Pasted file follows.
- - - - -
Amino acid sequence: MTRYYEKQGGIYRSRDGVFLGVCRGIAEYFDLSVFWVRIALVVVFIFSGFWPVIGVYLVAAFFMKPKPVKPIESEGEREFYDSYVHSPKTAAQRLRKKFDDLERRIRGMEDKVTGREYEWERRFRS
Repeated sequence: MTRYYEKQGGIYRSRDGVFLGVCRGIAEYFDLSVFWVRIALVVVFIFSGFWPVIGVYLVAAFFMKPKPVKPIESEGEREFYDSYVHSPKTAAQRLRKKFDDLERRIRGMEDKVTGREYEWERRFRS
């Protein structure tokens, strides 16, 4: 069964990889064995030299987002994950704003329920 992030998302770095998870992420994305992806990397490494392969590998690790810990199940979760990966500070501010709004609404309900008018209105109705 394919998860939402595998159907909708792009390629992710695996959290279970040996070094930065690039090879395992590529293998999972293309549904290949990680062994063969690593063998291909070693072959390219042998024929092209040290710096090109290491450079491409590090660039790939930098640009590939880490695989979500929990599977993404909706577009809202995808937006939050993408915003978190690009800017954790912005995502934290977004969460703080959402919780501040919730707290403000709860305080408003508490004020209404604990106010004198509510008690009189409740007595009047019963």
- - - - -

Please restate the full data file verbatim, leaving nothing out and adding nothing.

Amino acid sequence: MTRYYEKQGGIYRSRDGVFLGVCRGIAEYFDLSVFWVRIALVVVFIFSGFWPVIGVYLVAAFFMKPKPVKPIESEGEREFYDSYVHSPKTAAQRLRKKFDDLERRIRGMEDKVTGREYEWERRFRS
Repeated sequence: MTRYYEKQGGIYRSRDGVFLGVCRGIAEYFDLSVFWVRIALVVVFIFSGFWPVIGVYLVAAFFMKPKPVKPIESEGEREFYDSYVHSPKTAAQRLRKKFDDLERRIRGMEDKVTGREYEWERRFRS
């Protein structure tokens, strides 16, 4: 069964990889064995030299987002994950704003329920 992030998302770095998870992420994305992806990397490494392969590998690790810990199940979760990966500070501010709004609404309900008018209105109705 394919998860939402595998159907909708792009390629992710695996959290279970040996070094930065690039090879395992590529293998999972293309549904290949990680062994063969690593063998291909070693072959390219042998024929092209040290710096090109290491450079491409590090660039790939930098640009590939880490695989979500929990599977993404909706577009809202995808937006939050993408915003978190690009800017954790912005995502934290977004969460703080959402919780501040919730707290403000709860305080408003508490004020209404604990106010004198509510008690009189409740007595009047019963």